Minnesota leader travels to Kenya with the mission of educating girls

Girls in Action founder, Dr. Verna Price, in a selfie moment with Kenyan school girls that GIA visited in the town of Naivasha. Photo: Submitted
Girls in Action founder, Dr. Verna Price, in a selfie moment with Kenyan school girls that GIA visited in the town of Naivasha. Photo: Submitted
Girls in Action Advisory Board member and Senior Vice President at Wells Fargo, Kimberly Smith-Moore, with some of the Kenyan students she taught leadership in the town of Naivasha, Kenya. Photo: Submitted
Girls in Action founder, Dr. Verna Price, during a class session with 5th and 6th graders in the town of Naivasha in Kenya. Photo: Submitted
Students in the town of Naivasha in Kenya during an interactive session presented by the Minnesota-based Girls in Action. Photo: Submitted
The Girls in Action team with Kenyans students in the town of Naivasha that went through the leadership class that GIA conducted while in the country. Photo: Submitted

Like many people, when Dr. Verna Price returned from a 10 day trip to Kenya in early February, she felt changed. “It changes your perspective on everything: how you think, see the world, interpret different situations, your gratitude levels,” she told me. The founder of Girls in Action, a nonprofit that mentors young girls into promising leaders, Dr. Price was in Kenya to visit one of two chapters of her organization based outside of Minnesota (the other is in Guatemala). Girls in Action has had enduring success in Minnesota since its establishment in 2005 and now boasts 12 different school sites in the Twin Cities, with 350 girls enrolled in the program.

Since 2015, Dr. Price has been partnering with Light of Hope, a Kenyan nonprofit to put young girls through the Girls in Action program. Among other things, the program engages girls in advocacy and social change through service-learning and in positive cross-cultural interactions and communication. Based in Naivasha, Light of Hope is a home and school for rescued and vulnerable girls with a “self sustaining model,” Dr. Price tells me.

“The girls get food clothes, health, education and they get love, spirituality, and a safe home.”

Its founders, Sandra and Boniface Karanja, also have ties to Minnesota, where they met and discovered their shared mission before moving to Kenya. While Light of Hope houses approximately 90 girls, the Girls in Action program is available to about 45 of the girls, who are enrolled in grades 5-8. For her visit in 2016, Dr. Price had brought along her husband, this time she visited her oldest daughter and son, aged 14 and 23, so she could share the experience with them. She tells me that they each brought something they could share. Her daughter, a gymnast, taught the girls art and gymnastics. Her son, recently graduated from college, taught reading and piano. He also brought along his skateboard to teach the girls how to skate. Something she admits was hilarious to see the girls get into.

Dr. Price tells me that what stuck with her as she interacted with the girls at Light of Hope was their self-motivation. “Their sense of personal motivation was so high. The girls are so happy to be in school. That really impacted me and how incredibly brilliant they are.” Dr. Price is intent on building similar levels of motivation among the girls in her US chapters, “No excuses, no complaints.”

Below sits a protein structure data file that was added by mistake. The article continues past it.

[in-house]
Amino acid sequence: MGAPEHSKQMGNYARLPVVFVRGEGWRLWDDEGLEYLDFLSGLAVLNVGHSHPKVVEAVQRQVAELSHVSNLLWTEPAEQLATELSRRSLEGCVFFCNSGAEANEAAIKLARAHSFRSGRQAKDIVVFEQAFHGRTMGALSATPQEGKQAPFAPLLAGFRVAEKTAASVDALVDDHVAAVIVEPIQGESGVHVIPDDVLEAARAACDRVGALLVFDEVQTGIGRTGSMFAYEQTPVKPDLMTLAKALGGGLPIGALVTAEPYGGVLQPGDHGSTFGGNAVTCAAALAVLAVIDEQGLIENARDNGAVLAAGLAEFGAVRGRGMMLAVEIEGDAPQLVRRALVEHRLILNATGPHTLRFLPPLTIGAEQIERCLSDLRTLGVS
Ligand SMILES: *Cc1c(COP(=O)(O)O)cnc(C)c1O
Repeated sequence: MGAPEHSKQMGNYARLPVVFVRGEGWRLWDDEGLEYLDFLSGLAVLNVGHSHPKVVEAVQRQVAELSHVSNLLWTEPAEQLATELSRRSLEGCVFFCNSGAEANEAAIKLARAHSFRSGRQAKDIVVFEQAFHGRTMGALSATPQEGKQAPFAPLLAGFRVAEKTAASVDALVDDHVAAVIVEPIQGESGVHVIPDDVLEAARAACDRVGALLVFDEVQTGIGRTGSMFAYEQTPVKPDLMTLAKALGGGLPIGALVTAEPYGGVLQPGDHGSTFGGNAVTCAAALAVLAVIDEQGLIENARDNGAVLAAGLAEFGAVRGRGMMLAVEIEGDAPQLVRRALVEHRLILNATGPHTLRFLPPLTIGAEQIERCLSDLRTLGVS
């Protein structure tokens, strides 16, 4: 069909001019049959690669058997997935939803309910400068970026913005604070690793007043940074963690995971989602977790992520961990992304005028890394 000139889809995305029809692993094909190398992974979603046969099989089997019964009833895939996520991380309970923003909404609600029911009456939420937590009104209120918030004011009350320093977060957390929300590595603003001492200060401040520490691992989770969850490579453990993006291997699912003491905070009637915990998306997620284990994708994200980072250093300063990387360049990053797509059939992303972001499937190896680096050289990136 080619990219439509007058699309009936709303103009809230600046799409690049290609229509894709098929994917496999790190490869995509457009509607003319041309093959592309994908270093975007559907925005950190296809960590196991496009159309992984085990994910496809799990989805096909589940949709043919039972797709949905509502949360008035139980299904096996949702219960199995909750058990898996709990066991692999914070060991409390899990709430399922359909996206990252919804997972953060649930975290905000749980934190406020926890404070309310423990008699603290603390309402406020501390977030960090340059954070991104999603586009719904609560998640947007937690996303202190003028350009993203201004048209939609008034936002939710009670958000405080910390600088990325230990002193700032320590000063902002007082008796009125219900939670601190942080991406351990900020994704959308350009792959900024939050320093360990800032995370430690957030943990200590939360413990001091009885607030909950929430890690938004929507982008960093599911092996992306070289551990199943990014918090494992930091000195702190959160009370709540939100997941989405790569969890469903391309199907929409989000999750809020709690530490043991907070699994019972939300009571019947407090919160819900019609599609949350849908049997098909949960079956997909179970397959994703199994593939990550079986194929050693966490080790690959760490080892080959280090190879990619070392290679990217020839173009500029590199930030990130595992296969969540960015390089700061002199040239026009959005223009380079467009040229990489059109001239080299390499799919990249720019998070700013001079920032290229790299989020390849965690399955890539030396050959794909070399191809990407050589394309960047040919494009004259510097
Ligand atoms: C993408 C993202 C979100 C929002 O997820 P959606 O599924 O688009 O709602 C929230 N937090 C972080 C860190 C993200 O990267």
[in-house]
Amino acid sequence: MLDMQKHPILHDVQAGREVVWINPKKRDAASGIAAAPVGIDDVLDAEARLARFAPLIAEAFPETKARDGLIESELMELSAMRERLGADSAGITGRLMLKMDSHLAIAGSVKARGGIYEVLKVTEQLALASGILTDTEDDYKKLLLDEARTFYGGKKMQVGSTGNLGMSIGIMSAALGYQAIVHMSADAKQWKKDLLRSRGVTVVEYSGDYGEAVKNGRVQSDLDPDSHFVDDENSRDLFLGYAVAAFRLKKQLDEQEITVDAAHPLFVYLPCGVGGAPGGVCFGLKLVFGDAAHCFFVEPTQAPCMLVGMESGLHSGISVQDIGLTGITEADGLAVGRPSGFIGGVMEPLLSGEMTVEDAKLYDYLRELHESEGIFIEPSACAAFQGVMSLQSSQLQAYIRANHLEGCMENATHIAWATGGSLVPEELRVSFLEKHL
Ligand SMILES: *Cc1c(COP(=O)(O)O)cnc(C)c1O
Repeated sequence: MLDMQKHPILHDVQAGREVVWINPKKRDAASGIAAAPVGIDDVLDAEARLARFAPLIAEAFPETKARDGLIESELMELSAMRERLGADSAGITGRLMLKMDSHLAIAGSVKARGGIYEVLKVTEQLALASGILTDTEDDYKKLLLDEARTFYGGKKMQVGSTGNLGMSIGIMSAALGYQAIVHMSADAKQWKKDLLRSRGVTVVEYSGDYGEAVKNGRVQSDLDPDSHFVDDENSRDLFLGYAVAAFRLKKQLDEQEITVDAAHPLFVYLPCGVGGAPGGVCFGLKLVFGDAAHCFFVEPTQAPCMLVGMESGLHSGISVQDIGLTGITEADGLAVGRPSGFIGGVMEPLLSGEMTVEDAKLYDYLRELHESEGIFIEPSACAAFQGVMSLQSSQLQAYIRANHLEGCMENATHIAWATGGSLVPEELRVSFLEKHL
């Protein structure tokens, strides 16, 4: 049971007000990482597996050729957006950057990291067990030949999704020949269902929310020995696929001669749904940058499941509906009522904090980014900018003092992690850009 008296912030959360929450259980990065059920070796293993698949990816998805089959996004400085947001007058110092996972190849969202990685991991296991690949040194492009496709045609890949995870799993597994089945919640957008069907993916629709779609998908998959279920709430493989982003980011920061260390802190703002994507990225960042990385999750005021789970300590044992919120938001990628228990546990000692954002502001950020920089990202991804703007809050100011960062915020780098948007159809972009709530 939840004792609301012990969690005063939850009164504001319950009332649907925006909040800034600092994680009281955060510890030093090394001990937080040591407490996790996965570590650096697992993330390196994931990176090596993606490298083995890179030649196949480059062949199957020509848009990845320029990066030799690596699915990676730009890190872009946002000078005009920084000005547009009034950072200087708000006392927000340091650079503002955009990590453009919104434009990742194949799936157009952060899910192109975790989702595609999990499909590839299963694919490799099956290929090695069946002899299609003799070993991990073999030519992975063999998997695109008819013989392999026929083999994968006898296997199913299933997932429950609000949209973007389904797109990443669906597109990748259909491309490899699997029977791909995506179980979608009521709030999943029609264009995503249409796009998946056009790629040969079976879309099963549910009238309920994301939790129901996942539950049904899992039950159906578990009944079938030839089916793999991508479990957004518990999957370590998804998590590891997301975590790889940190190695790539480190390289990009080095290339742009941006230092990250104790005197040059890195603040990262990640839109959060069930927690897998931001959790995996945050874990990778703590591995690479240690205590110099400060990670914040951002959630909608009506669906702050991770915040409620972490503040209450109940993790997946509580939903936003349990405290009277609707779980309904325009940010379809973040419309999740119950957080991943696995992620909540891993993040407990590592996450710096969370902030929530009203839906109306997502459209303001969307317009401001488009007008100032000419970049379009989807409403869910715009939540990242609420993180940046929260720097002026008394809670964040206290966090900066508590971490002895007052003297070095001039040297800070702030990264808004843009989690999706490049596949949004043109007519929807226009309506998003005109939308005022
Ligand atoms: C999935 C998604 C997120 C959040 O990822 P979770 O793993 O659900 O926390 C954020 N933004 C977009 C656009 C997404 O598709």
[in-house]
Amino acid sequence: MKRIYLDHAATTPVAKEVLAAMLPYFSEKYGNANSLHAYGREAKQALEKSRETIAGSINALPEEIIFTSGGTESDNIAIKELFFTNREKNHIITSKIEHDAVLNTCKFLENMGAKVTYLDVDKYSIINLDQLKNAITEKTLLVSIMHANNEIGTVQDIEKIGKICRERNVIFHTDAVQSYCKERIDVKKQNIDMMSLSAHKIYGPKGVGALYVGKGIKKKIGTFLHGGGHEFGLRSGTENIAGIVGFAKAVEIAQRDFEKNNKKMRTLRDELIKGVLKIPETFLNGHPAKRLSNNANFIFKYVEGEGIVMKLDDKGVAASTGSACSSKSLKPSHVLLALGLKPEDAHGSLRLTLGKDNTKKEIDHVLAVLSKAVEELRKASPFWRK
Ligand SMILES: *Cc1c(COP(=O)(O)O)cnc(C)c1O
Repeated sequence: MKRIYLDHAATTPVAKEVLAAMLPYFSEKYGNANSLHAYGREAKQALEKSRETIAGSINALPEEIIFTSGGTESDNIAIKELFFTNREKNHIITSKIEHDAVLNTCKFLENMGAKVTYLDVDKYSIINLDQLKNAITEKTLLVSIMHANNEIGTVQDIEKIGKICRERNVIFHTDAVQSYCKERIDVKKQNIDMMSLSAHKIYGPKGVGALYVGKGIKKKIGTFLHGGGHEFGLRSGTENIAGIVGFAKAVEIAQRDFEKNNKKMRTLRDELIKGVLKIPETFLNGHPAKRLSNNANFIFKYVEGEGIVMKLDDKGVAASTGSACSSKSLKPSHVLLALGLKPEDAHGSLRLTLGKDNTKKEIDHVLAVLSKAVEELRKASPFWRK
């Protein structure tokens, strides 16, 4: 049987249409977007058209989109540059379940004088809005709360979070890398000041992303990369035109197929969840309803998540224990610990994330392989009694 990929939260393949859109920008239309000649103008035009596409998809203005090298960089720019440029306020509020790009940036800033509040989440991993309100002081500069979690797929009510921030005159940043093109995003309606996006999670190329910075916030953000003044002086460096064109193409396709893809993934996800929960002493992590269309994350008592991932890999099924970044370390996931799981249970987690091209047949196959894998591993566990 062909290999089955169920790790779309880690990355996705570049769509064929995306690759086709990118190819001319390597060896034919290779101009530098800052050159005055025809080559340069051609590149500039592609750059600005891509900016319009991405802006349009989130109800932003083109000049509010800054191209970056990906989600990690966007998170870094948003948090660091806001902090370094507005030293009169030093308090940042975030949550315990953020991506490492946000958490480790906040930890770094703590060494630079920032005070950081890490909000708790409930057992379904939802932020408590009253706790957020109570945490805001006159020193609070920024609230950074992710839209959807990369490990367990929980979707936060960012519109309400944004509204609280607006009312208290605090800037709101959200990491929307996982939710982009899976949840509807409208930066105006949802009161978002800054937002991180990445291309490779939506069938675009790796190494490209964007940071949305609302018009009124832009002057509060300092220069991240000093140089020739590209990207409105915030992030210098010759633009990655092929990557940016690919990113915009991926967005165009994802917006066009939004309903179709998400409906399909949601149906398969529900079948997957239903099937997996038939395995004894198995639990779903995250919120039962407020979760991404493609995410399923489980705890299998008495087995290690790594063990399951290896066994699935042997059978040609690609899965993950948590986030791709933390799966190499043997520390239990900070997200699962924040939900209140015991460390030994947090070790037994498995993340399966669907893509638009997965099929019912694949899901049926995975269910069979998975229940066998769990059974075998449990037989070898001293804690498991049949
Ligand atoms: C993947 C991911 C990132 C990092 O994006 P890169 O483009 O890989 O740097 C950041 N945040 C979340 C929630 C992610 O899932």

Kimberly Smith-Moore, a Girls in Action Advisory Board member and also a Senior Vice President at Wells Fargo travelled with Dr. Price. Smith-Moore taught the girls about service leadership and couldn’t help but be amazed by their positivity. “I learned so much,” she tells me. She felt instantly connected to the young girls, who welcomed their guests with songs upon their arrival. “These girls truly need us…our time, resources and most importantly love.”

Light of Hope was not Dr. Price’s only mission visit while in Kenya. A graduate of the Girls in Action-Kenya arranged for her to give a talk at her college, the Rift Valley Institute of Science and Technology. A motivational and public speaker interested in developing personal power among individuals, Dr. Price spoke on the seven dimensions of power, and how to use them to create positive change. The reception to her talk was astounding, she tells me. For many people, “it’s the first time in their lives that someone has ever said to them, ‘you are powerful.’ And that right now, you have the power to change your life.” Dr. Price recalls having conversations with students afterwards about their career goals and what drives them.

She also visited the Naivasha prison as part of a program targeting incarcerated men and women, which she runs through her Power Leadership Institute. When her and her husband visited in 2016, they held a seminar at the prison. This time she returned alone and gave a talk to approximately 200 incarcerated men on how to positively change their lives. “My work is to inspire them to be adders, not subtractors,” she tells me. Through all her efforts, Dr. Price is determined to inspire individuals, wherever they are in their lives, to be positive leaders. When I ask Dr. Price about her plans to visit Kenya again, she tell me with a laugh, “I don’t know when I’m coming back but I get a feeling that it’s gonna be real soon.”

To sponsor a girl at Light of Hope and “Educate girls to Change the world,” visit their website at lightofhopekenya.org.

About Kari Mugo, Mshale Staff Writer

Kari, formerly of Minneapolis is now based in Nairobi. She is a writer, born and raised in Kenya, and a true global citizen. When not writing for Mshale, she is actively pursuing justice and equality for all through her writing and activism.

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